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Oghagbon Moses’ colours of Uhola 1 loud on peace, unity


Unity, peace and tranquility remain the centerpiece of Oghagbon Eboigbodin Moses’ exhibition. From Arugungu to Colours of Uhola 1, the artist has not ceased to speak about Nigeria’s cultural relativity and diversity through his paintings and drawings, saying, ‘we are one people divided by geography.’

With Colours of Uhola 1 holding at The Moorhouse, Ikoyi, from December 8 to 22, Moses will take his audience through the cultural heritage of the people of Zuru Emirate in Kebbi State, showcasing how they live and mingle with other groups.

Each painting is full of actions, movements and exuberant colours that keep the viewer captivated. Some of his paintings like Rhythm of Uhola 1 and Collective Effort 2, both in oil on canvass, talk about cooperative effort at achieving collective goals. While the former depicts Zuru people as industrious and dutiful, the later denotes merriment, explaining that in the life of the people no individual is left out in development and running of the community’s affairs. It brings to the fore communality, the African belief of doing things in common, which keeps the various communities knitted and at peace.

On why the exhibition is tied to Zuru culture, Moses says it is a peg to reach out to other communities and people at the fringe of Zuru Emirate that are before now not heard of. According to him, Colours of Uhola 1 Art Exhibition Documentation/Representations aims to promote the culture and art of the different ethnic groups in the Zuru Emirate for generations to come.

After Colours of Uhola 1, Moses reveals that the concept will shift to other ethnic groups, projecting their culture and bringing out those aspects that unite Nigerians as a nation.

Perhaps, it is in the light of this that Moses painted Focus, Experience 2 and 3, all oil on canvass, to further express himself. While Focus shows a woman consciously scattering seeds on a vast farmland with the hope for them to germinate, Experience 2 and 3 show the painting of two different elderly men ruminating on the past, an expression Moses says, ‘they are thinking of the past with the intention to impact on the present to build a better tomorrow.’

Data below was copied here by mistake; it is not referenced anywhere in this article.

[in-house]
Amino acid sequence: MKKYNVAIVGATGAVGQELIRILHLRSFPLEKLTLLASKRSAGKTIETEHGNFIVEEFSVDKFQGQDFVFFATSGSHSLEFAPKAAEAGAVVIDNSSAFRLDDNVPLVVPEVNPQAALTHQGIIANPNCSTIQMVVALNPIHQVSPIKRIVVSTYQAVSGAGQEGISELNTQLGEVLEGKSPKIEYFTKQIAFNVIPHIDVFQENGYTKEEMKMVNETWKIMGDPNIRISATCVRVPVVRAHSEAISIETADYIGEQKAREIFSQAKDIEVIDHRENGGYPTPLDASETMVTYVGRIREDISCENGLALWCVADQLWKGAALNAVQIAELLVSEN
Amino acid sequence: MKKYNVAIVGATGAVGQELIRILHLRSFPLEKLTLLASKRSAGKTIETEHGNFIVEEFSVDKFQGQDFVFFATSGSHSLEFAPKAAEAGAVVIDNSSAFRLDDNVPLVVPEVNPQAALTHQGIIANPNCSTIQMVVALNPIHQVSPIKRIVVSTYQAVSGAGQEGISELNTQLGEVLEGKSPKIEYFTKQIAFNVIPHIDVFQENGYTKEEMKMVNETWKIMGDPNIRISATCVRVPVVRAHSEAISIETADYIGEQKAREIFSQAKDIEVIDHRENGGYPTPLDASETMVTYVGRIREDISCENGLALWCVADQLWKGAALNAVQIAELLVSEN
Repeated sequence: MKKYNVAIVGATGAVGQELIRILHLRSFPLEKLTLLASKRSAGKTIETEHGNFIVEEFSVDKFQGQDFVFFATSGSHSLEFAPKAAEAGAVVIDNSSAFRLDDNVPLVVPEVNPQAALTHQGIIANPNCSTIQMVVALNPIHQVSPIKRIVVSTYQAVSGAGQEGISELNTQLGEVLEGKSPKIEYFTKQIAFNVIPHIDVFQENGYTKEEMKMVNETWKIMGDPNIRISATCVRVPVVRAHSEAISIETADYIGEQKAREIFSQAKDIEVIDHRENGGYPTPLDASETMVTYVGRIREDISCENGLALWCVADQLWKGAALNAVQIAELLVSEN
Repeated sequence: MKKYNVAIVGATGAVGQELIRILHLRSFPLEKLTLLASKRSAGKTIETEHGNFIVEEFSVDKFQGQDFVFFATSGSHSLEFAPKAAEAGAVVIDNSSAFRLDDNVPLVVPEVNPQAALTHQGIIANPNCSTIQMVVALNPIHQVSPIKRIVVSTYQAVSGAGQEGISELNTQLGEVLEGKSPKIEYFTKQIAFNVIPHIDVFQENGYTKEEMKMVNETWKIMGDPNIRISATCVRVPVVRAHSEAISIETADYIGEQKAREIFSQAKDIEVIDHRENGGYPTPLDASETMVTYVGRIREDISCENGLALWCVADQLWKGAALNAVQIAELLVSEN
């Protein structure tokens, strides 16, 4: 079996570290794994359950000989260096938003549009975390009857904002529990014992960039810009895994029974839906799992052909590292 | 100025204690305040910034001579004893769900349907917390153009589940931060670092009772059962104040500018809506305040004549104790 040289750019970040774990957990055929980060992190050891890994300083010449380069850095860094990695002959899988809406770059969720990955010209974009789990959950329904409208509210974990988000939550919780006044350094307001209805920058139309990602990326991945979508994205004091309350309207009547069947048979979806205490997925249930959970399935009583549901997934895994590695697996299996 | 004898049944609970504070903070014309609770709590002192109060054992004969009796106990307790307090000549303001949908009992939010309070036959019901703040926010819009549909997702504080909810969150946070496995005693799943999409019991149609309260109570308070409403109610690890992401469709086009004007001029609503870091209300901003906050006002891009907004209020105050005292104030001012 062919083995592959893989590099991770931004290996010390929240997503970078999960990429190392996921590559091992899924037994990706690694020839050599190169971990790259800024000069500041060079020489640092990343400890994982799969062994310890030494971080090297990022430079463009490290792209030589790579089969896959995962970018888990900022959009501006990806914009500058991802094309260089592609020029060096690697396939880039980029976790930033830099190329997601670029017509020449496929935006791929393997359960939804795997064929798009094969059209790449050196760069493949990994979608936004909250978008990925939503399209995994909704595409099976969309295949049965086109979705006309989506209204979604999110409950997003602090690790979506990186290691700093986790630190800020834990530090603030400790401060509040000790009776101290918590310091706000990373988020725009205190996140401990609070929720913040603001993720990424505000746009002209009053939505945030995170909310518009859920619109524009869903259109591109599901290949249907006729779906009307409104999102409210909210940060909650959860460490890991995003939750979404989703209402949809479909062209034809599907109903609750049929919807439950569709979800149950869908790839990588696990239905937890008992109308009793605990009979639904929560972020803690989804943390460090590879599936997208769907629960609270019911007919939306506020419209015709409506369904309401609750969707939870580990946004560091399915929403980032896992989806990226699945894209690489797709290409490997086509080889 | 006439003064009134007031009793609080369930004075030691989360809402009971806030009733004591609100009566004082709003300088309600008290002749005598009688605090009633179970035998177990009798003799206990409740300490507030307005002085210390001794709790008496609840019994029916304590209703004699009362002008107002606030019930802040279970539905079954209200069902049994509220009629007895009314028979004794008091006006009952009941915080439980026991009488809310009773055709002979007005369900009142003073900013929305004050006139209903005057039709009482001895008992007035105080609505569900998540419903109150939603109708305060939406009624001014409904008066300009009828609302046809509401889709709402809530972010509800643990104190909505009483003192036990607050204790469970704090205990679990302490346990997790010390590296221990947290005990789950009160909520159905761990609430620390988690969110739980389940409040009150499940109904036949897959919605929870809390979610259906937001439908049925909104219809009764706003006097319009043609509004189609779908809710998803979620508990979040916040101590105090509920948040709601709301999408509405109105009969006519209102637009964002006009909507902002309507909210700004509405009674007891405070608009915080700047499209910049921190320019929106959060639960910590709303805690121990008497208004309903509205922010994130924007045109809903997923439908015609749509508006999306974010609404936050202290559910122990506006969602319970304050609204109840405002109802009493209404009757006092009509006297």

Optimistic that Nigeria will overcome its present predicament and blossom again, Moses discloses that through arts and festivals the country can effectively act and speak in one voice, irrespective of ethnic and religious differences. According to him, ‘art gives peace of mind to viewers; it brings different people together, exposes our differences and makes one take a deep thought of things around his environment.”

In Quite Moments I, a painting of pregnant woman, Moses further expresses his thought on canvass, saying people should not be impulsive in taking decisions or actions, adding that an angry man could be likened to a pregnant woman whose actions or inactions could either bring something good or bad. He notes that giving one’s ideas a forethought before making them public would enable us tolerate dissident voices, thus make the different communities a better place to live.

It is with this conviction that Conversation and Life is Beautiful 5 and 6 fit in. While Conversation harps on dialoguing, saying, ‘jaw jaw is better than war war; Life is Beautiful reflects the beauty of the world with its diverse and varied floras, which on their own support life.

Meant to show gratitude to the Almighty for a successful planting season, Uhola festival is among major activities on the first day of the agricultural show in the Zuru Emirate. It includes the exhibition of a variety of farm produce from beans, cassava, corn, yam, tomatoes, to pepper, fruits, and sorghum among others. So, Moses’ frequent use of bright colours is a way of showing life, depicting that he is dealing with human beings.

Determined to express himself on canvass, Moses generously uses light and bright colours to create dramatic moments that capture the mood and essence of each subject matter.

Born in Lagos, the artist, a native of Omolua-Igbanke in Orhionmwon Local Government Area of Edo State, is a full time professional studio artist and tourism photographer. He attended Yaba College of Technology, Yaba, Lagos, where he graduated in 2003 with a Higher National Diploma (HND) in Fine Arts, specialising in painting. He has eight solo exhibitions and over 40 group exhibitions to his credit.

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Oghagbon Eboigbodin Moses
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